The ideology of the Iranian Revolution has been called a "complex combination" of nationalism, political populism, and Shia Islamic "religious radicalism".
Nationalism is a political, social, and economic ideology and movement characterized by the promotion of the interests of a particular nation, especially with the aim of gaining and maintaining the nation's sovereignty (self-governance) over its homeland. Nationalism holds that each nation should govern itself, free from outside interference (self-determination), that a nation is a natural and ideal basis for a polity, and that the nation is the only rightful source of political power. It further aims to build and maintain a single national identity—based on shared social characteristics such as culture, language, religion, politics, and belief in a shared singular history—and to promote national unity or solidarity. Nationalism, therefore, seeks to preserve and foster a nation's traditional culture, and cultural revivals have been associated with nationalist movements. It also encourages pride in national achievements, and is closely linked to patriotism. Nationalism is often combined with other ideologies, such as conservatism or socialism for example.
Populism is a range of political approaches that deliberately appeal to "the people", often juxtaposing this group against the "elite". There is no single definition of the term, which developed in the 19th century and has been used to mean various things since that time. In Europe, few politicians or political groups describe themselves as "populist" and in political discourse the term is often applied to others pejoratively. Within political science and other social sciences, various different definitions of populism have been used, although some scholars propose rejecting the term altogether.
Shia Islam is one of the two main branches of Islam. It holds that the Islamic prophet Muhammad designated Ali ibn Abi Talib as his successor and the Imam (leader) after him, most notably at the event of Ghadir Khumm, but was prevented from the caliphate as a result of the incident at Saqifah. This view primarily contrasts with that of Sunni Islam, whose adherents believe that Muhammad did not appoint a successor and consider Abu Bakr, who they claim was appointed Caliph through a Shura, i.e. community consensus in Saqifa, to be the first rightful Caliph after the Prophet.
The Iranian revolution expresses itself in the language of Islam, that is to say, as a religious movement with a religious leadership, a religiously formulated critique of the old order, and religiously expressed plans for the new. Muslim revolutionaries look to the birth of Islam as their model, and see themselves as engaged in a struggle against paganism, oppression, and empire.— Bernard Lewis, Islamic Revolution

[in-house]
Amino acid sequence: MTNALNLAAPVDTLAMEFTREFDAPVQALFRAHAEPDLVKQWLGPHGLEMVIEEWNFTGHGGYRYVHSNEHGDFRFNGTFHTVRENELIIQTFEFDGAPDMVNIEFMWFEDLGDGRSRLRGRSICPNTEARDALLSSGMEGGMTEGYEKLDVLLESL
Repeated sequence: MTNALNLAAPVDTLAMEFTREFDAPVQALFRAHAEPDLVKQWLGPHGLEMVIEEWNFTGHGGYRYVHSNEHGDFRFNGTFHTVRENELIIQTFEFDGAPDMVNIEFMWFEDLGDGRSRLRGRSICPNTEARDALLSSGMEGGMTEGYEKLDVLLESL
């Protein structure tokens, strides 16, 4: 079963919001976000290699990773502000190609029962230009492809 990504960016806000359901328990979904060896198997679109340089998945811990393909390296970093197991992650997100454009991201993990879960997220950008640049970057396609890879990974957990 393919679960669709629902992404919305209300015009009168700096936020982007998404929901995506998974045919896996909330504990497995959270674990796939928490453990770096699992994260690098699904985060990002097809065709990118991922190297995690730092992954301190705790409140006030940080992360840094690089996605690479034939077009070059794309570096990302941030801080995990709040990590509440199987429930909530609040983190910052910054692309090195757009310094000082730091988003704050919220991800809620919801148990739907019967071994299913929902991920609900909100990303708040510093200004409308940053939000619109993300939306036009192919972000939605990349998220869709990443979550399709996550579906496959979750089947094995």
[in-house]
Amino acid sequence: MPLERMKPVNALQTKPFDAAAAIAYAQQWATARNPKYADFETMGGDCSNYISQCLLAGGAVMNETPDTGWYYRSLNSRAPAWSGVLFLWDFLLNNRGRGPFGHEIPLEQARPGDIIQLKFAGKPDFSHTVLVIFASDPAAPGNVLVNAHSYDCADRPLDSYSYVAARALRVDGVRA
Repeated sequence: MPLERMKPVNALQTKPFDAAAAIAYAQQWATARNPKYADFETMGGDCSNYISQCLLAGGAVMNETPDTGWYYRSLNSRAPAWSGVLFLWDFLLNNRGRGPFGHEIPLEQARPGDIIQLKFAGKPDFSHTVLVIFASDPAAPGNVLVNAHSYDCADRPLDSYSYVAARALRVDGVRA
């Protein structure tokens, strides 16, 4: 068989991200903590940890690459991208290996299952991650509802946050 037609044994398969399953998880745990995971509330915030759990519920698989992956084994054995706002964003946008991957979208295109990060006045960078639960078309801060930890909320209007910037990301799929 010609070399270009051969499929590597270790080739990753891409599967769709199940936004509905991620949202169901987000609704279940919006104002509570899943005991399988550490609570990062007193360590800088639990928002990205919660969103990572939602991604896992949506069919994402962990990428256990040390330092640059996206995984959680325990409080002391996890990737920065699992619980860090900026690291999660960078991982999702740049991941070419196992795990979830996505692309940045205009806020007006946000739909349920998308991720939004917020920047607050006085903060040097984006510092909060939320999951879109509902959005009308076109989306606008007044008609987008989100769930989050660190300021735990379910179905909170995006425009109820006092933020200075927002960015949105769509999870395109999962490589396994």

Perhaps the most important of the diverse ideological interpretation of Islam within the grand alliance that led to the 1979 revolution were traditional clerical quietism, Khomeinism, Ali Shariati’s Islamic-left ideology, and Mehdi Bazargan’s liberal-democratic Islam. Less powerful were the socialist guerrilla groups of Islamic and secular variants, and the secular constitutionalism in socialist and nationalist forms.
Ali Shariati Mazinani was an Iranian revolutionary and sociologist who focused on the sociology of religion. He is held as one of the most influential Iranian intellectuals of the 20th century and has been called the "ideologue of the Iranian Revolution", although his ideas ended up not forming the basis of the Islamic Republic.
Mehdi Bazargan was an Iranian scholar, academic, long-time pro-democracy activist and head of Iran's interim government, making him Iran's first prime minister after the Iranian Revolution of 1979. He resigned his position as prime minister in November 1979, in protest at the US Embassy takeover and as an acknowledgement of his government's failure in preventing it.
Several leftist guerrilla groups attempting to overthrown the pro-Western regime of Shah Mohammad Reza Pahlavi were notable and active in Iran from 1971 to 1979. The groups shared a commitment to armed struggle, but differed in ideology. Most were Marxist in orientation, but the largest group — People's Mujahedin of Iran — was founded as an Islamic socialist organization. The leftist movement is meant to overthrow conservative or capitalist systems and replace them with Marxist–Leninist, socialist, or anarchist societies.
The slogan chanted by demonstrators—"Independence, Freedom, and Islamic Republic" (Estiqlal, Azadi, Jomhuri-ye Eslami!)— has been called the "pivotal yet broad demand" of the revolutionaries. Revolutionaries railed against corruption, extravagance and autocratic nature of Pahlavi rule; policies that helped the rich at the expense of the poor; and the economic and cultural domination/exploitation of Iran by non-Muslim foreigners—particularly Americans.
Contributors to the ideology included Jalal Al-e-Ahmad, who formulated the idea of Gharbzadegi —that Western culture must be rejected and fought as was a plague or an intoxication that alienated Muslims from their roots and identity.Ali Shariati influenced many young Iranians with his interpretation of Islam as the one true way of awakening the oppressed and liberating the Third World from colonialism and neo-colonialism.